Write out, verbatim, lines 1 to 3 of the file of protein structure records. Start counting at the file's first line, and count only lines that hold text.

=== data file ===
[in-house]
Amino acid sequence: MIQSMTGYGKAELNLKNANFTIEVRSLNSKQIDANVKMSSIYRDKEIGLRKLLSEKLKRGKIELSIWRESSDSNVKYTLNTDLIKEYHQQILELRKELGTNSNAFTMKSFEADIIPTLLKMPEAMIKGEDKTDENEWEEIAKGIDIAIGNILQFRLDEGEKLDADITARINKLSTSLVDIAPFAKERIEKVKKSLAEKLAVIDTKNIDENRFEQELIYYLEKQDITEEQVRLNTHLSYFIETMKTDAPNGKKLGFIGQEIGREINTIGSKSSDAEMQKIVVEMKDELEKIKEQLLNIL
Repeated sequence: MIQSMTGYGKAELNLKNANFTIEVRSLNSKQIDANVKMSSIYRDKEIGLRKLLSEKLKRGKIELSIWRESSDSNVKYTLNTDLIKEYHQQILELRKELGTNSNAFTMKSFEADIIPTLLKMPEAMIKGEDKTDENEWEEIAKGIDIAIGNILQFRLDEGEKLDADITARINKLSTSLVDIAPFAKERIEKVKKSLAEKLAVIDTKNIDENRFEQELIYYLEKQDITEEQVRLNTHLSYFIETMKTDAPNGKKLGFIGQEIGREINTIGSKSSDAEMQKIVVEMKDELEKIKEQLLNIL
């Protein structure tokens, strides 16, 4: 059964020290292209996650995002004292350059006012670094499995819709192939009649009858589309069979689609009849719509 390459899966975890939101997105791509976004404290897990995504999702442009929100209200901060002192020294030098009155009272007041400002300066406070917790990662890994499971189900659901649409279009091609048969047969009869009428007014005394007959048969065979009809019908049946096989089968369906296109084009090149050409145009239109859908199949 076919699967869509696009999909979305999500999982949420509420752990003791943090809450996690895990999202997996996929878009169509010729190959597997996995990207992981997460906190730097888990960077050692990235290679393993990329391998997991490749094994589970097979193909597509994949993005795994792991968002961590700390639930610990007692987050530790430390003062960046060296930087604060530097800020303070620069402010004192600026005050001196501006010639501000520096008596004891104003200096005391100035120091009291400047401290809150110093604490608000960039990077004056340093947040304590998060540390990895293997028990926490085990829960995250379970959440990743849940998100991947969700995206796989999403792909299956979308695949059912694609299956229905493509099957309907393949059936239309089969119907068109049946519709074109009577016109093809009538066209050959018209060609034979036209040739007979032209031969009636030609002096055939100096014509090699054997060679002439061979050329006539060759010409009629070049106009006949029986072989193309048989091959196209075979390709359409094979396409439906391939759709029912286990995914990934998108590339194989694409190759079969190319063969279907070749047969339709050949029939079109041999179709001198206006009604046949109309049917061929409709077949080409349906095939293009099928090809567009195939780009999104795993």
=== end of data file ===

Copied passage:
[in-house]
Amino acid sequence: MIQSMTGYGKAELNLKNANFTIEVRSLNSKQIDANVKMSSIYRDKEIGLRKLLSEKLKRGKIELSIWRESSDSNVKYTLNTDLIKEYHQQILELRKELGTNSNAFTMKSFEADIIPTLLKMPEAMIKGEDKTDENEWEEIAKGIDIAIGNILQFRLDEGEKLDADITARINKLSTSLVDIAPFAKERIEKVKKSLAEKLAVIDTKNIDENRFEQELIYYLEKQDITEEQVRLNTHLSYFIETMKTDAPNGKKLGFIGQEIGREINTIGSKSSDAEMQKIVVEMKDELEKIKEQLLNIL
Repeated sequence: MIQSMTGYGKAELNLKNANFTIEVRSLNSKQIDANVKMSSIYRDKEIGLRKLLSEKLKRGKIELSIWRESSDSNVKYTLNTDLIKEYHQQILELRKELGTNSNAFTMKSFEADIIPTLLKMPEAMIKGEDKTDENEWEEIAKGIDIAIGNILQFRLDEGEKLDADITARINKLSTSLVDIAPFAKERIEKVKKSLAEKLAVIDTKNIDENRFEQELIYYLEKQDITEEQVRLNTHLSYFIETMKTDAPNGKKLGFIGQEIGREINTIGSKSSDAEMQKIVVEMKDELEKIKEQLLNIL